As unlikely as it sounds, officials believe the boy rode in the tiny, cramped compartment for almost five hours, at altitudes that reached 38,000 feet, without oxygen and under subzero temperatures.That's one way to put it...
"It sounds really incredible," said aviation expert Jeff Wise. "Being in a wheel well is like all of a sudden being on top of Mount Everest."
Between the oxygen depletion and the cold, life expectancy "is measured in minutes," Wise said.
But some people have survived. Since 1947, 105 people are known to have attempted to fly inside wheel wells on 94 flights worldwide, the Federal Aviation Administration's Civil Aerospace Medical Institute says. Of those, 25 made it through, including a 9-year-old child -- a survival rate of 24%. One of the flights went as high as 39,000 feet.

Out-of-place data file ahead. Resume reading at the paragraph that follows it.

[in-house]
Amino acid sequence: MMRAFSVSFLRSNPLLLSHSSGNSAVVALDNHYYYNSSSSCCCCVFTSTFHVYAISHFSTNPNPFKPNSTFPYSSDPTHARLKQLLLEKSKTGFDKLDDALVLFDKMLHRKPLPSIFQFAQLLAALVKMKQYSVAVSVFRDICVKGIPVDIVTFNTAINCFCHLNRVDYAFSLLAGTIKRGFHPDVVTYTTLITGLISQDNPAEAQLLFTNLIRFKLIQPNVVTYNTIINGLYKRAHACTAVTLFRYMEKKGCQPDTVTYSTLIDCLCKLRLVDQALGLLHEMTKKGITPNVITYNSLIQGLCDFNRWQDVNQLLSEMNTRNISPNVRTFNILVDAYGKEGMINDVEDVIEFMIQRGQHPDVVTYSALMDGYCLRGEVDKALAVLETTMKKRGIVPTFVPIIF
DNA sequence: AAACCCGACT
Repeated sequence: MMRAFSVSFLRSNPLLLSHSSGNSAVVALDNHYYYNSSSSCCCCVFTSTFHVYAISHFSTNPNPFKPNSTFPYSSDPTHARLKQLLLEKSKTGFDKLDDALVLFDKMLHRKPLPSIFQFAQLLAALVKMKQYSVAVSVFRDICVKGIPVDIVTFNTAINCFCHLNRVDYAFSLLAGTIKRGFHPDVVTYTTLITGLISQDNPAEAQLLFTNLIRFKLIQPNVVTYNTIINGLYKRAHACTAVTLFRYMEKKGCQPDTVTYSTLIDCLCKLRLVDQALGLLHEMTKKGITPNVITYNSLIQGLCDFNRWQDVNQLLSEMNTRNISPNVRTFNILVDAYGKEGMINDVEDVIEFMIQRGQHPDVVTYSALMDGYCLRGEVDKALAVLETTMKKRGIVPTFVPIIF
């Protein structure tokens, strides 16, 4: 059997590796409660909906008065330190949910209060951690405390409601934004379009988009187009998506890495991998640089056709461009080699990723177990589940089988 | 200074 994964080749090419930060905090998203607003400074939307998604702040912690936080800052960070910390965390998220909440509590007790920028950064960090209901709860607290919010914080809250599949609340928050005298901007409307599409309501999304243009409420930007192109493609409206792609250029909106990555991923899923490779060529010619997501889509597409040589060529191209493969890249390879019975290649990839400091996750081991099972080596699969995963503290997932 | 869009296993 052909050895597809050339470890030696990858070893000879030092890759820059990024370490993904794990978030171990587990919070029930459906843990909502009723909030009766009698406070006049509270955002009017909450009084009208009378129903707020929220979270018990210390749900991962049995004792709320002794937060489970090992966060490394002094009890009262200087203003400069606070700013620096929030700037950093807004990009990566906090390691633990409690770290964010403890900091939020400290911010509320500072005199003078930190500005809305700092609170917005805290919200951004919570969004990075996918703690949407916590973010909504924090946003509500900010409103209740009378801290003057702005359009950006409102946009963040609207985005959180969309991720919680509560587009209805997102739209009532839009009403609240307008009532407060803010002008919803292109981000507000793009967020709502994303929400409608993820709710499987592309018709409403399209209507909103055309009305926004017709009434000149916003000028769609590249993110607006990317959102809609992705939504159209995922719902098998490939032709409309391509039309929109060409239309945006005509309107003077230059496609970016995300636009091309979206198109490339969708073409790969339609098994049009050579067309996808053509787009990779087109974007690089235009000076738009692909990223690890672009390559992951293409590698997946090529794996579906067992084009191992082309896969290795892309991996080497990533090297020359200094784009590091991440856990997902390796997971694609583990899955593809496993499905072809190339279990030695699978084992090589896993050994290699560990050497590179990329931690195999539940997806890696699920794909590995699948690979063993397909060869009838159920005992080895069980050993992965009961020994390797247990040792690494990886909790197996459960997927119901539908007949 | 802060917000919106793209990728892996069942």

The conditions can put stowaways in a virtual "hibernative" state, the FAA says.
Someone could slip into unconsciousness so that the body cools and "the central nervous system is preserved," said CNN aviation expert Michael Kay. Also, he said, "there could be a situation where inside the bay is warmer than the external air temperature and you wouldn't get the instantaneous freezing of the skin."
Still, "for somebody to survive multiple hours with that lack of oxygen and that cold is just miraculous," airline analyst Peter Forman told CNN affiliate KHON in Honolulu.
Monday, April 21, 2014
Wheel In The Sky
It's certainly one way of getting there:
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